Thursday, January 28, 2010

It's the Politicians Who are Overpaid

Phil Goff (remember him - he's the leader of the NZ Labour Party) wants to restrict senior public servants' salaries to the same level as the Prime Minister. Why for pity's sake? What's so special about the PM's salary and why should he be the highest paid public servant?

Actually, I think it's the politicians who are overpaid. I like the old system that prevailed until Victorian times in England where MPs didn't get paid at all. This meant that only people of means would stand for Parliament - and that usually meant people who had been successful at some other vocation before entering politics. The problem with our current crop of politicians it that many of them, especially in the previous Labour-Greens Government, have never had to earn a living doing something productive in their whole lives. That means they have no idea how most people go about earning their living or how wealth is created. They think that money grows on trees and that they have a God-given right to spend it profligately on whatever they see fit.

Political involvement should be truly a public service and if it was I think we would have a much better experienced and qualified group of MPs in Parliament. Paying them zilch, or at least a very small stipend, would rid us of the politicians who are only there because it pays more than the dole.

Thursday, January 21, 2010

New Zealanders and manners

Today, at the risk of appearing to be a bit fuddy duddy, I'm going to vent my spleen on a particularly annoying trait of my fellow countrymen - their appalling lack of manners.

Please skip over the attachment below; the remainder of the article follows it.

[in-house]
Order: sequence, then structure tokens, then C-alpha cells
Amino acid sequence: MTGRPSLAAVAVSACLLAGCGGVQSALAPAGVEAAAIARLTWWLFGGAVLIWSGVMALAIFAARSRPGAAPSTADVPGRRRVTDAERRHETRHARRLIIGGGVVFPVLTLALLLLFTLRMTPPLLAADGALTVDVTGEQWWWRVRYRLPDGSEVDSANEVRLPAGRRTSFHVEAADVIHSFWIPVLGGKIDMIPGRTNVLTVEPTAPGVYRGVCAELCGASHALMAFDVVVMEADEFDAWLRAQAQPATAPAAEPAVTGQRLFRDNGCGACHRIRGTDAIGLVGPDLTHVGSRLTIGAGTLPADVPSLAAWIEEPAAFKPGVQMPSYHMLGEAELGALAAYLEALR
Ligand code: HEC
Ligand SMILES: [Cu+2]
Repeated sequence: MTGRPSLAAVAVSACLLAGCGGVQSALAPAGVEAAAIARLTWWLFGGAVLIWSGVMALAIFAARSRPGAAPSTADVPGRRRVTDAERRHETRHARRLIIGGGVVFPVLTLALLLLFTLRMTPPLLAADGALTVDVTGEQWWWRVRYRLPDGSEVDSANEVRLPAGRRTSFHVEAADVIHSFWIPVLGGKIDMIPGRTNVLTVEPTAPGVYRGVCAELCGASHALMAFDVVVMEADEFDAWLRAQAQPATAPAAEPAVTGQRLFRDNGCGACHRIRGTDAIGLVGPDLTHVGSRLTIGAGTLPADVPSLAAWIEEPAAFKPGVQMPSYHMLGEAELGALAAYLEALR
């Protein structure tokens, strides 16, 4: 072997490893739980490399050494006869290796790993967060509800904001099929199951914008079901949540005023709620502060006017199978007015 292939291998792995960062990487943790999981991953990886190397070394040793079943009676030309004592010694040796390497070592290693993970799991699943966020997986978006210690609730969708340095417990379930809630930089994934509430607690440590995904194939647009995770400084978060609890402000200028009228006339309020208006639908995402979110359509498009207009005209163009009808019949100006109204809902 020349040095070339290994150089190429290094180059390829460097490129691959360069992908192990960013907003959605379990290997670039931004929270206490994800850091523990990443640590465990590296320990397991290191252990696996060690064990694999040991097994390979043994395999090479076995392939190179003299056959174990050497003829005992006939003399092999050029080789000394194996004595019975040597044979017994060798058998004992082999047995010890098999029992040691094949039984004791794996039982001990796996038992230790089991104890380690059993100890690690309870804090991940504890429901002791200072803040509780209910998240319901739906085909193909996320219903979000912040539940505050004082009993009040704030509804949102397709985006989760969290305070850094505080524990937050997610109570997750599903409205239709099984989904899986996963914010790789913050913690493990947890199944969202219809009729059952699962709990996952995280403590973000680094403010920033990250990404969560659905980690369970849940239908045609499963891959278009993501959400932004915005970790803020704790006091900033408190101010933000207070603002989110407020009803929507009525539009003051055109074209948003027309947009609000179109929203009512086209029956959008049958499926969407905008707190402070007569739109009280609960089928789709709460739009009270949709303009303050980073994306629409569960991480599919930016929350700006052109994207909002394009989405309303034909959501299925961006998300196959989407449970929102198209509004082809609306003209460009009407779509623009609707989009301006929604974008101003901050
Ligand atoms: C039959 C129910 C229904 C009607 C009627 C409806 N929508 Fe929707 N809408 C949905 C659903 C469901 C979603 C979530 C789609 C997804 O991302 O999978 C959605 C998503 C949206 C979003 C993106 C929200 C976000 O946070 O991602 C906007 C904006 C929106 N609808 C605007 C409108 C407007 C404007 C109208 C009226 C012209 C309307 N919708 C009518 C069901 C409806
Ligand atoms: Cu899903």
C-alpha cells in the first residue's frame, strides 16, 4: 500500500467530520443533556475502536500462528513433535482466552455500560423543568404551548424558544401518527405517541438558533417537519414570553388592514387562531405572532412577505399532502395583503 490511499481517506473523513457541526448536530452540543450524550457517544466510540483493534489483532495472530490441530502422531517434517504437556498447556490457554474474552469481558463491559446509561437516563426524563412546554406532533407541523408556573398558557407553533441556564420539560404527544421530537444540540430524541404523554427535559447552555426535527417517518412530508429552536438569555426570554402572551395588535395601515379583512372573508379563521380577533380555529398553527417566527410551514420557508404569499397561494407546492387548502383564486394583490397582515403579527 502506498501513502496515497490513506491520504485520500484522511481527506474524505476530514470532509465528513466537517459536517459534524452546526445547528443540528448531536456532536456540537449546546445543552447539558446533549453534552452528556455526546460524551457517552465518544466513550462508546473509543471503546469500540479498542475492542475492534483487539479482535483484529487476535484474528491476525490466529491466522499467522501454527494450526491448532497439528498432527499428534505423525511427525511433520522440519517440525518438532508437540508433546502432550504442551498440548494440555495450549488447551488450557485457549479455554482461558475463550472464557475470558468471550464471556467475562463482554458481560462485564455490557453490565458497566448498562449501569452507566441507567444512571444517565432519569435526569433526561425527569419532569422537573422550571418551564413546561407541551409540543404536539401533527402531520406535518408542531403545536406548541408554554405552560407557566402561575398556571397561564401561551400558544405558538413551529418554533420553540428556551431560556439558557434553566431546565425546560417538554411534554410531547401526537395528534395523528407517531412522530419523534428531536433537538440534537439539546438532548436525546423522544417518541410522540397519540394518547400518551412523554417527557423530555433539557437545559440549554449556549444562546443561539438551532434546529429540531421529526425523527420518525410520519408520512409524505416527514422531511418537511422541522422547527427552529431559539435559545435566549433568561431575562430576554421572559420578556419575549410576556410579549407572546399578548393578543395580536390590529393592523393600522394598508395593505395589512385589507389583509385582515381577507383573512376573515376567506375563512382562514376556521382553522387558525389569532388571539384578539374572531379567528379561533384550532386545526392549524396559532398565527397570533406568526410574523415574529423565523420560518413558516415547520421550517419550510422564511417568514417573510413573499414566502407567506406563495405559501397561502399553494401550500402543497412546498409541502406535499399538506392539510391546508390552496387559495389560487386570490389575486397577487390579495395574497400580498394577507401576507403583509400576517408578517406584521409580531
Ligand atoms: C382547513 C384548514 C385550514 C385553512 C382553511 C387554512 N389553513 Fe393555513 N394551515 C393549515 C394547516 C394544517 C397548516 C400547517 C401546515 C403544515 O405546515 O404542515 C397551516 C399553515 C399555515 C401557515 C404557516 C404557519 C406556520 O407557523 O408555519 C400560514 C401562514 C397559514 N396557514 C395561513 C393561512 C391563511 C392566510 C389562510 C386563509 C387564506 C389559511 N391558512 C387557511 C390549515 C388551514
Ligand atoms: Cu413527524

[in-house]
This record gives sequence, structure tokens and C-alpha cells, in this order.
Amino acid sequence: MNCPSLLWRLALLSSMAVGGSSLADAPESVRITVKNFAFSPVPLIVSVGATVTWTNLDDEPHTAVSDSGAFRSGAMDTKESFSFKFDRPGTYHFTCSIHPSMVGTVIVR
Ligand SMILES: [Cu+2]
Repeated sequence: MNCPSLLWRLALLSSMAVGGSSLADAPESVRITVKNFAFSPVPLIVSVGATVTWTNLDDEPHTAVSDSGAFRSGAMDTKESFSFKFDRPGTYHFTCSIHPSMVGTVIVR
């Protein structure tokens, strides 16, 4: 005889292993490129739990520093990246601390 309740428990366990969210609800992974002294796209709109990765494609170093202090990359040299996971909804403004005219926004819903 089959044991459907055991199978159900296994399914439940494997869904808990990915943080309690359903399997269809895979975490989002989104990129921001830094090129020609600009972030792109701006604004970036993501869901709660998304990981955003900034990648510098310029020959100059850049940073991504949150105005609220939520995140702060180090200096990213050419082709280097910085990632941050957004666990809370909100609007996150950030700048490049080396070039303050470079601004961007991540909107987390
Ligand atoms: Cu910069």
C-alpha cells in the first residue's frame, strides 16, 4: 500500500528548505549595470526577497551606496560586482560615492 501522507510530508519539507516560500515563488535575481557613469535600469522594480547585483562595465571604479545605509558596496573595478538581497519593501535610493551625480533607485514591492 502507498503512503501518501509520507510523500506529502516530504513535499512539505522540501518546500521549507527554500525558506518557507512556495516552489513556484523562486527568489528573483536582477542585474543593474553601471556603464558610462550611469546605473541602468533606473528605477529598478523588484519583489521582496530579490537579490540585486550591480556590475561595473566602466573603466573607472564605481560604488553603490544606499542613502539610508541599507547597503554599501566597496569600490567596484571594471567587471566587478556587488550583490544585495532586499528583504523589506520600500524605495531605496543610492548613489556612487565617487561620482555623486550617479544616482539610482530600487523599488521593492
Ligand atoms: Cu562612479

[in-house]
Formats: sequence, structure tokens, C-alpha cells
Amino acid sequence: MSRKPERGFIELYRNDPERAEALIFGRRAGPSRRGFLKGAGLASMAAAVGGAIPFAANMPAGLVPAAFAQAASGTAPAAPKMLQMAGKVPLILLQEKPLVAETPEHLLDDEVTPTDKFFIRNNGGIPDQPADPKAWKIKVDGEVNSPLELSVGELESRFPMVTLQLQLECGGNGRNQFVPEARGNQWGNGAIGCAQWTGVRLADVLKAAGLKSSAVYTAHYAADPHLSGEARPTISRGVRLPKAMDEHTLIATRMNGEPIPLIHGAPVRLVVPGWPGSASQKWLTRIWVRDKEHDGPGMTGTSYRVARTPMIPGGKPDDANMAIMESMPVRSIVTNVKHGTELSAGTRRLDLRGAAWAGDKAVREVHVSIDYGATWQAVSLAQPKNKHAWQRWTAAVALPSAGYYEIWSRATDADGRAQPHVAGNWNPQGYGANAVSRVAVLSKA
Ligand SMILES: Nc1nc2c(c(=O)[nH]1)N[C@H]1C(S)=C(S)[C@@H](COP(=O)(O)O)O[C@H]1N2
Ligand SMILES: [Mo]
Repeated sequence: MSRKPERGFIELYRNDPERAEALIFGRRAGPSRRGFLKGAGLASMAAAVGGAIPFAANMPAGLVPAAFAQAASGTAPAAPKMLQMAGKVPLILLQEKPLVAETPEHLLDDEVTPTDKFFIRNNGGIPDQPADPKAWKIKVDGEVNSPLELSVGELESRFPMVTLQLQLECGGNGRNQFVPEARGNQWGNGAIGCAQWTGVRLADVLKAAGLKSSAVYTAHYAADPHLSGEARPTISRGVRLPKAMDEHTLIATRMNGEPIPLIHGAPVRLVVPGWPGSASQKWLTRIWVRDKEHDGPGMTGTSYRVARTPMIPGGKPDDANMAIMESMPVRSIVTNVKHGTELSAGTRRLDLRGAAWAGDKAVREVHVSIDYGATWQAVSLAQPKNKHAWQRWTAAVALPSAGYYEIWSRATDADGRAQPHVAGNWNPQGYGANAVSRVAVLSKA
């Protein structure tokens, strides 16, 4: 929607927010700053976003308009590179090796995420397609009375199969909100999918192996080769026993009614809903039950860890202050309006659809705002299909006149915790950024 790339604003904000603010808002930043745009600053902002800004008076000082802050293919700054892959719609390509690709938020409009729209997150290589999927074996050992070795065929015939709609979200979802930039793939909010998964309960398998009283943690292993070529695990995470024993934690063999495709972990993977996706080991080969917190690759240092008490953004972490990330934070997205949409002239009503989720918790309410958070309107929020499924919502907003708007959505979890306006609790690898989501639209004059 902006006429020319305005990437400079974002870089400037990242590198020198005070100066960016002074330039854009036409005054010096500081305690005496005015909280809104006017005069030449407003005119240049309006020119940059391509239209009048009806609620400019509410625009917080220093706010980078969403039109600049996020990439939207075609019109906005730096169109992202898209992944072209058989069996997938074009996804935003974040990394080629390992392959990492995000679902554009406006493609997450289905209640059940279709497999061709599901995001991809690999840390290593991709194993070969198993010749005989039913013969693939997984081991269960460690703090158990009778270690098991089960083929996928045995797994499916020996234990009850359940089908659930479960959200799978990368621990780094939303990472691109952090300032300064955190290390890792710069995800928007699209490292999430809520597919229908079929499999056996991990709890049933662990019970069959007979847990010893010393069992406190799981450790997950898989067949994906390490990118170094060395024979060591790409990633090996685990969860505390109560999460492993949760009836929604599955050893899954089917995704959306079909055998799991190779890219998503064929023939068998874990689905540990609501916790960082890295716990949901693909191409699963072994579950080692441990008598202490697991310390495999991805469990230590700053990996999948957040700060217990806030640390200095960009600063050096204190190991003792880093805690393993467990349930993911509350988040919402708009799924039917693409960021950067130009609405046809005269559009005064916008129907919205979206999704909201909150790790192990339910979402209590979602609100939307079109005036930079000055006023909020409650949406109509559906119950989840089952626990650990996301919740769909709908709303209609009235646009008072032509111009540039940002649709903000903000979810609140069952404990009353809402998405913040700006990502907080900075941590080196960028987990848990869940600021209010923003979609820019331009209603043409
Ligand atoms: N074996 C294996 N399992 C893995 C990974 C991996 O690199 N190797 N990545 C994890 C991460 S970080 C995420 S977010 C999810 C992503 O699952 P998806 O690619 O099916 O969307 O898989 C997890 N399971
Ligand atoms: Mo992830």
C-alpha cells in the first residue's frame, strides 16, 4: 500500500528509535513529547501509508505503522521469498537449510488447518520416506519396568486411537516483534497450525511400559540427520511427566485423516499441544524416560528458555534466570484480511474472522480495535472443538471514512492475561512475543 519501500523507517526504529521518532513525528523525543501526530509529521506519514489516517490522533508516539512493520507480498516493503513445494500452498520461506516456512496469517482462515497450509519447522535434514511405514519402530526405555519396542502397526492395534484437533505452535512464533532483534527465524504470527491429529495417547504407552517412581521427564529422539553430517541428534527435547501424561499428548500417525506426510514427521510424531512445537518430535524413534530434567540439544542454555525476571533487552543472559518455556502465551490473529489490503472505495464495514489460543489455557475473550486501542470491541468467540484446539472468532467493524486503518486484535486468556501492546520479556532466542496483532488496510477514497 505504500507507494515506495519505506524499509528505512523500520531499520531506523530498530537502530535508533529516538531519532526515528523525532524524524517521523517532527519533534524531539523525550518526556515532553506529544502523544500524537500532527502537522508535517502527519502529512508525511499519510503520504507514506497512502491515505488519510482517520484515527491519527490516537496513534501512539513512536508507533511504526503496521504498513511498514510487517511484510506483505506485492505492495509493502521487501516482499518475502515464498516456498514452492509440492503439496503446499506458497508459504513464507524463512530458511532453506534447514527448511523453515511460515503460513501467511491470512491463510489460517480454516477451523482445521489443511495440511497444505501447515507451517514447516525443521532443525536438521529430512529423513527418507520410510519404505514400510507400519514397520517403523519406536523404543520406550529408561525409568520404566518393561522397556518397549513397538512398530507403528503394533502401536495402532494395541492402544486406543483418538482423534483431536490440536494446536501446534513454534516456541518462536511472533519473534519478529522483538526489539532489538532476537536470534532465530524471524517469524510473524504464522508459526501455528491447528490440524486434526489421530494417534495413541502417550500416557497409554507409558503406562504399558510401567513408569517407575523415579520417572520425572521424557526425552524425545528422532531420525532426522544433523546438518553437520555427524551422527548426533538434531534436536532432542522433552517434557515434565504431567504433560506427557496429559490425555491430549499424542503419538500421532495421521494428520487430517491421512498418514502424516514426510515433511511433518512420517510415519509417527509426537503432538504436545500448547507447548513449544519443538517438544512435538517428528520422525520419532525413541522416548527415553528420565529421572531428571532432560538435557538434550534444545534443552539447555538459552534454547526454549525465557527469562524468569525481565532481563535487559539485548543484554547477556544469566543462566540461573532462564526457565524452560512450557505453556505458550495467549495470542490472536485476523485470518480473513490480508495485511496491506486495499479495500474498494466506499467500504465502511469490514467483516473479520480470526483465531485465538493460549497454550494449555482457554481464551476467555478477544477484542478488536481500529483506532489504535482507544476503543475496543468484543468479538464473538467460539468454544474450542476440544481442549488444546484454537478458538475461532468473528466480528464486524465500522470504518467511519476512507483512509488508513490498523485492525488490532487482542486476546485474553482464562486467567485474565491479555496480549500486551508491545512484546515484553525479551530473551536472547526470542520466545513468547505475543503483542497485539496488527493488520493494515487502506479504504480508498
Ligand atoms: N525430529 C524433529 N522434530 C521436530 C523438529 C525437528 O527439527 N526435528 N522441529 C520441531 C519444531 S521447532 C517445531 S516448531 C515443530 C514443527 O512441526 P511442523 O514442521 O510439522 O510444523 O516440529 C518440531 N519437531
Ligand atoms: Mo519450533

New Zealand men in particular appear completely incapable of showing any level of common courtesy. I belong to a city gym. Like most city gyms it gets pretty crowded in the changing rooms at peak hours. A couple of years ago I began to notice that other men in the changing room were incapable of saying the simple words "excuse me" when they needed to get past you to get into their locker. Often they will simply push past without saying anything. Sometimes they will grunt, expecting you to interpret that as "I need to get past you and into my locker." If they say anything at all, is usually "sorry". I'm not sure what they are apologising for -- perhaps they are saying sorry on behalf of the gym owners or the architects or whoever else was responsible for the cramped design of the changing rooms. But they never, ever, say "excuse me". New Zealand men, and many New Zealand woman, appear not to have the words "excuse me" in their vocabulary.

The same behaviour happens on city footpaths, in restaurants and cafes, at sports events and at any other location where large numbers of New Zealanders congregate.

I have heard people say that the French are rude. However, on my last trip to Paris I noticed that whenever French people are in a crowded place, you always hear a continual chorus of "excusez-moi" as they move past. I began noticing the lack of similar courtesy from New Zealanders upon my return home.

We are known as friendly people but I have also heard foreigners describe New Zealanders as 'standoffish'. Perhaps that is a polite way for foreigners to say we are rude.

I do not know what it is that makes New Zealanders so resistant to saying "excuse me". It may be that New Zealand men regard the expression as effete and unmasculine, and perhaps New Zealand women think they are exempt from displaying courtesy because they are women.

It is time New Zealanders adopted the manners the rest of the world takes for granted. Our lack of common courtesy is not an attractive trait.